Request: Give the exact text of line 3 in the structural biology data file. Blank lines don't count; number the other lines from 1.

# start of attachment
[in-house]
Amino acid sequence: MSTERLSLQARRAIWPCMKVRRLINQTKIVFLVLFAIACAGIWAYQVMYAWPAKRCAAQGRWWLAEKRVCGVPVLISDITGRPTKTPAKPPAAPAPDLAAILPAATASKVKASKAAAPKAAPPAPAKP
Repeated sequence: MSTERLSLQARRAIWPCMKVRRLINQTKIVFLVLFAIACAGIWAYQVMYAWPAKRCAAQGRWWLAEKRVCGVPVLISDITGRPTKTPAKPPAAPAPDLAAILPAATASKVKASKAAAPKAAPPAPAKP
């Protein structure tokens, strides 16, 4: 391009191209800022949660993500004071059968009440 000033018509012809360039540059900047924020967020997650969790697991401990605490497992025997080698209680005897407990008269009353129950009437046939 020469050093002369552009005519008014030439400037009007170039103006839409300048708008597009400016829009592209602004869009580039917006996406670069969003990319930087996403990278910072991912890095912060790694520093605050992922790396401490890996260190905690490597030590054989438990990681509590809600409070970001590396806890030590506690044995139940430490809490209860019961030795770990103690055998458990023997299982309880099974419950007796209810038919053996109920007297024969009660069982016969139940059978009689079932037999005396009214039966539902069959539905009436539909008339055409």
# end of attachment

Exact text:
Repeated sequence: MSTERLSLQARRAIWPCMKVRRLINQTKIVFLVLFAIACAGIWAYQVMYAWPAKRCAAQGRWWLAEKRVCGVPVLISDITGRPTKTPAKPPAAPAPDLAAILPAATASKVKASKAAAPKAAPPAPAKP